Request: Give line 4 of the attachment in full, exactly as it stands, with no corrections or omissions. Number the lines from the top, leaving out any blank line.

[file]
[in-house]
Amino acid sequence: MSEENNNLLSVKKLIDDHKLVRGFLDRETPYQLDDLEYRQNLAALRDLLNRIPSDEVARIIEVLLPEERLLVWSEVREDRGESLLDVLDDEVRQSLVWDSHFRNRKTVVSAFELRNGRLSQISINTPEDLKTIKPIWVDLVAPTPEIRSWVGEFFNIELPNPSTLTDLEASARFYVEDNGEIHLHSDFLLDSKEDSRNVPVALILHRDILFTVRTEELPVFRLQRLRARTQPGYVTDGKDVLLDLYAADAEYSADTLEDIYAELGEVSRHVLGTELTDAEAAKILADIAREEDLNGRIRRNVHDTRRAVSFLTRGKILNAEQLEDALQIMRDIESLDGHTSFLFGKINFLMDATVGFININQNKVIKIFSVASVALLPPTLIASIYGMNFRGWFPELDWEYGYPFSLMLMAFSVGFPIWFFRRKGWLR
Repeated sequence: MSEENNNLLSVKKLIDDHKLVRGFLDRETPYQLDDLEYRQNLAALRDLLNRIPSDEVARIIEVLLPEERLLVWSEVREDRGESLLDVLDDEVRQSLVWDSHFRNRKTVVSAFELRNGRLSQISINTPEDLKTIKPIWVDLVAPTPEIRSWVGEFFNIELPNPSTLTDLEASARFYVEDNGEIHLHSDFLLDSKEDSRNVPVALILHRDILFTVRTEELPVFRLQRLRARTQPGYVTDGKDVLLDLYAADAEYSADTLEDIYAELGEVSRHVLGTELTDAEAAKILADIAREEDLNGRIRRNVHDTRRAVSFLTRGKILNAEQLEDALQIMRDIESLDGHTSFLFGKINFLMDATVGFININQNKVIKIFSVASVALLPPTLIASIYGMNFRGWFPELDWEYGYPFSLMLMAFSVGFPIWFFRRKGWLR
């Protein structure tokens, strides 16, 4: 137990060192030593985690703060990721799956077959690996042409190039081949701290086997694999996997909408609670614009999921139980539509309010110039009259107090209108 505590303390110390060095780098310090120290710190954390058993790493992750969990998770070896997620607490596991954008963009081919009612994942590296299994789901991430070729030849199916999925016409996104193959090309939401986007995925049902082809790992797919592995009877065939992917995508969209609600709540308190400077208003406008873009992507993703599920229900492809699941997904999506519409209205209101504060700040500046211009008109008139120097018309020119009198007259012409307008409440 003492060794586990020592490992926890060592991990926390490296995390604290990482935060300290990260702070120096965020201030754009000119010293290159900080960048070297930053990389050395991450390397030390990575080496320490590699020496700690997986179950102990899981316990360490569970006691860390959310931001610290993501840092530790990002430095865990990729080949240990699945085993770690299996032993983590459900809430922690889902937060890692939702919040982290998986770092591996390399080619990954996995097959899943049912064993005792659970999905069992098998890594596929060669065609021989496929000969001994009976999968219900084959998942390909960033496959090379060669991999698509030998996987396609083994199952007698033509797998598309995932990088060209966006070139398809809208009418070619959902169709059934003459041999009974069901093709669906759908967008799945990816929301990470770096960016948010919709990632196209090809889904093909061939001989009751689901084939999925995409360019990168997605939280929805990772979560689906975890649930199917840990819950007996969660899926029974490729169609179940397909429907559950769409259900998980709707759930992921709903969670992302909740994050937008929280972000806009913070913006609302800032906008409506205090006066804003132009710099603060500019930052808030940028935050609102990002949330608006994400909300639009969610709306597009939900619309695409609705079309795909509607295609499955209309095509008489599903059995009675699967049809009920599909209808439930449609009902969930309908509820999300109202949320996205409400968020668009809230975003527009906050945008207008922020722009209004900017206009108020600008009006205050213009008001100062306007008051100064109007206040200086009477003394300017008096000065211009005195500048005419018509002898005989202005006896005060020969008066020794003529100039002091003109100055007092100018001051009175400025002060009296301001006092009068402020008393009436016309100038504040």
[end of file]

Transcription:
């Protein structure tokens, strides 16, 4: 137990060192030593985690703060990721799956077959690996042409190039081949701290086997694999996997909408609670614009999921139980539509309010110039009259107090209108 505590303390110390060095780098310090120290710190954390058993790493992750969990998770070896997620607490596991954008963009081919009612994942590296299994789901991430070729030849199916999925016409996104193959090309939401986007995925049902082809790992797919592995009877065939992917995508969209609600709540308190400077208003406008873009992507993703599920229900492809699941997904999506519409209205209101504060700040500046211009008109008139120097018309020119009198007259012409307008409440 003492060794586990020592490992926890060592991990926390490296995390604290990482935060300290990260702070120096965020201030754009000119010293290159900080960048070297930053990389050395991450390397030390990575080496320490590699020496700690997986179950102990899981316990360490569970006691860390959310931001610290993501840092530790990002430095865990990729080949240990699945085993770690299996032993983590459900809430922690889902937060890692939702919040982290998986770092591996390399080619990954996995097959899943049912064993005792659970999905069992098998890594596929060669065609021989496929000969001994009976999968219900084959998942390909960033496959090379060669991999698509030998996987396609083994199952007698033509797998598309995932990088060209966006070139398809809208009418070619959902169709059934003459041999009974069901093709669906759908967008799945990816929301990470770096960016948010919709990632196209090809889904093909061939001989009751689901084939999925995409360019990168997605939280929805990772979560689906975890649930199917840990819950007996969660899926029974490729169609179940397909429907559950769409259900998980709707759930992921709903969670992302909740994050937008929280972000806009913070913006609302800032906008409506205090006066804003132009710099603060500019930052808030940028935050609102990002949330608006994400909300639009969610709306597009939900619309695409609705079309795909509607295609499955209309095509008489599903059995009675699967049809009920599909209808439930449609009902969930309908509820999300109202949320996205409400968020668009809230975003527009906050945008207008922020722009209004900017206009108020600008009006205050213009008001100062306007008051100064109007206040200086009477003394300017008096000065211009005195500048005419018509002898005989202005006896005060020969008066020794003529100039002091003109100055007092100018001051009175400025002060009296301001006092009068402020008393009436016309100038504040």